Savings update: the best Isa and taxable easy-access account rates
NatWest and RBS are offering among the best rates for savers able to put away the full £20,000 cash Isa allowance for this tax year before 5 May.
The banks will pay a 1 percentage point bonus for a year, worth an extra £200 in interest on balances up to £20,000.
The underlying rate with the easy-access NatWest Cash Isa is just 0.01% but the bonus boosts it to 1.01%. At RBS the standard rate is 0.05%, so you earn 1.05% including the bonus.
Coventry Building Society pays 1.05% on its Easy Access Isa Issue 5 with no bonus. Skipton Building Society has upped the rate on its Bonus Cash Isa to 1%, including a 0.35 percentage point bonus for a year. Unlike the Coventry and NatWest accounts, you cannot transfer your existing cash Isas into the Skipton deal.
On fixed-rate cash Isas, the top one year deal comes from Yorkshire Building Society at 1.1% fixed until the 30th April next year. Leeds Building Society pays 1.01% while Newcastle and Skipton Building societies along with Aldermore Bank pay 1%. For two years, the top rate is 1.25% from Yorkshire Building Society followed by 1.2% from Skipton Building Society and Aldermore Bank.
On taxable easy-access accounts Yorkshire Building Society pays a top 1.15% on its branch-based Single Access Saver. But you are restricted to making withdrawals on just one day of your choosing a year.
French-owned RCI Bank pays 1.1% on its internet-based Freedom Account with no withdrawal restrictions. Kent Reliance has upped the rate for new savers on its Easy Access account for new savers to 1% while Charter Savings Bank has launched its Easy Access 3 account at 1.01%.
This article was originally written for our sister magazine, Money Observer.
There are limits to how much you can invest in any tax year. For 2011/12, the limit is £10,680. Of that, the maximum you can invest in cash is £5,340 and the balance of £5,340 can be invested in shares (individual company shares or investment funds). If you don’t take the cash ISA allowance, you can invest up to £10,680 into a stocks and shares ISA.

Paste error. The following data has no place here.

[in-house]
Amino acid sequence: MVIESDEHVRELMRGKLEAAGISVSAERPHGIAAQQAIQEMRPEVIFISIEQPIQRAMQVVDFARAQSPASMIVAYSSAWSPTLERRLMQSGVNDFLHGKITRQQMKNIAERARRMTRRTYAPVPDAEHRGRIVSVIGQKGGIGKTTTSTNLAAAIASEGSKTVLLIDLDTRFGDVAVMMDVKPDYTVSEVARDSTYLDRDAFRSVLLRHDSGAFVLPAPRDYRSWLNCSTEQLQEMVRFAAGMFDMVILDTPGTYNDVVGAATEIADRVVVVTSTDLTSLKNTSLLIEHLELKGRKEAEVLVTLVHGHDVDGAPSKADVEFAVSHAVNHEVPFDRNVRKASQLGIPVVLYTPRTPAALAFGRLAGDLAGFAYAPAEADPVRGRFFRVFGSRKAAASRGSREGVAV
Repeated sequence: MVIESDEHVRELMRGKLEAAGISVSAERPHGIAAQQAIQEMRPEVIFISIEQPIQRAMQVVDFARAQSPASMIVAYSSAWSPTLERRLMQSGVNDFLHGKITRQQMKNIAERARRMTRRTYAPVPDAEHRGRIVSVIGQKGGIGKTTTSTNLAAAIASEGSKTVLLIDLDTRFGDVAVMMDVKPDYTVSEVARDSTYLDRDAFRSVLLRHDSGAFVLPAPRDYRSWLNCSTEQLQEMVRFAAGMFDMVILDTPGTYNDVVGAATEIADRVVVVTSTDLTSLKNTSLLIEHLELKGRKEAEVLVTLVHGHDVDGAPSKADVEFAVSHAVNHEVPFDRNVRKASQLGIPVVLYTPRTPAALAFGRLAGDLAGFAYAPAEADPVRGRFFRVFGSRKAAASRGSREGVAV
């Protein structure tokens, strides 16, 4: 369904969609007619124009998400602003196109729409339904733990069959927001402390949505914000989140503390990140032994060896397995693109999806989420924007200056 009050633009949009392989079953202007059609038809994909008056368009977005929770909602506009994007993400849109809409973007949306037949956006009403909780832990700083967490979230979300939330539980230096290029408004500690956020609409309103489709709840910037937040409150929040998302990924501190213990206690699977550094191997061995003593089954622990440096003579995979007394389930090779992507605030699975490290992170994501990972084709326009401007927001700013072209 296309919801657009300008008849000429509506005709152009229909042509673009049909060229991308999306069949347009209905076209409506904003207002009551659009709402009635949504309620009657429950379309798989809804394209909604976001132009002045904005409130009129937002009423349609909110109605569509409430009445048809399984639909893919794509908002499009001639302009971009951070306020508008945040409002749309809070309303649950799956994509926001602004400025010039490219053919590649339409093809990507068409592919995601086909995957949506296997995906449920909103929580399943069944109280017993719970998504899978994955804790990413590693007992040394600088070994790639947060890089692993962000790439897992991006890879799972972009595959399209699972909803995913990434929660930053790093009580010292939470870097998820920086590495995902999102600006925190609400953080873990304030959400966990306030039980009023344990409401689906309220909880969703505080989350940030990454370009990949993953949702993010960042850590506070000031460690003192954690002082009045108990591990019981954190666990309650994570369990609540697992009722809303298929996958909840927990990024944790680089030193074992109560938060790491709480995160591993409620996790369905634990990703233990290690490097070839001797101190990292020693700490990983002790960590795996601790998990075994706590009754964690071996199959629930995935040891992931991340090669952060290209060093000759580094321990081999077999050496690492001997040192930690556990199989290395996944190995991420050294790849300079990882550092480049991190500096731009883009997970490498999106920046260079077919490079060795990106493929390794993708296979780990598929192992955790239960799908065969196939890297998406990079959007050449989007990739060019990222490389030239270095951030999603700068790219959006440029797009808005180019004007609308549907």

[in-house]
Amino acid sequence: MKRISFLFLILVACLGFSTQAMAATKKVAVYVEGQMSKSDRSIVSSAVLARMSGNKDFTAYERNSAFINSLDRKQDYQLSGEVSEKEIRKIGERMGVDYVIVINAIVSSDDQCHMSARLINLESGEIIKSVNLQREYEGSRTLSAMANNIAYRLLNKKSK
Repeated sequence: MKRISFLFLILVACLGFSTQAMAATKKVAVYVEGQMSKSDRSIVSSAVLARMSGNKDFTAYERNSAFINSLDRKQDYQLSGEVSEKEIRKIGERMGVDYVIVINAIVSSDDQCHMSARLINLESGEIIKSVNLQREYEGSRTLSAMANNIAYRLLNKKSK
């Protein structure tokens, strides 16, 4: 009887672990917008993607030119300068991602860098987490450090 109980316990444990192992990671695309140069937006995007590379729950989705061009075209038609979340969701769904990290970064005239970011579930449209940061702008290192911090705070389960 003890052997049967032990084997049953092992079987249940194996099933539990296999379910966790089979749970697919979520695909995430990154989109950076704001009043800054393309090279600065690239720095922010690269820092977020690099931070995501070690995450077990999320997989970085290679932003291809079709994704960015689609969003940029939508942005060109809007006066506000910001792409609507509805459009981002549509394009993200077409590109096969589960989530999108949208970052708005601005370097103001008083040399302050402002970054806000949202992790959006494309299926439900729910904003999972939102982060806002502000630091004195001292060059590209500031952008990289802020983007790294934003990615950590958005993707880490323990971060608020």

Invidivual Savings Accounts were introduced on 6 April 1999 to replace personal equity plans (PEPs) and tax-exempt special savings accounts (TESSAs) with one plan that covered both stockmarket and savings products, the returns from which are tax-exempt. The ISA is not in itself an investment product. Rather, it’s a tax-free “wrapper” in which you place investments and savings up to a specified annual allowance where the returns (capital growth, dividends, interest) are tax-exempt (you don’t have to declare ISAs and their contents on your tax return). However, any dividends are taxed within the investment, and that can’t be reclaimed.
This is a mutual organisation owned by its members and not by shareholders. These societies offer a range of financial services but have historically concentrated on taking deposits from savers and lending the money to borrowers as mortgages, hence the name. In the mid-1990s many societies “demutualised” and became banks. One academic study (Heffernan, 2003) found demutualised societies’ pricing on deposits and mortgages was more favourable to shareholders than to customers, with the remaining mutual building societies offering consistently better rates. In 1900, there were 2,286 building societies in the UK; in 2011, there are just 51.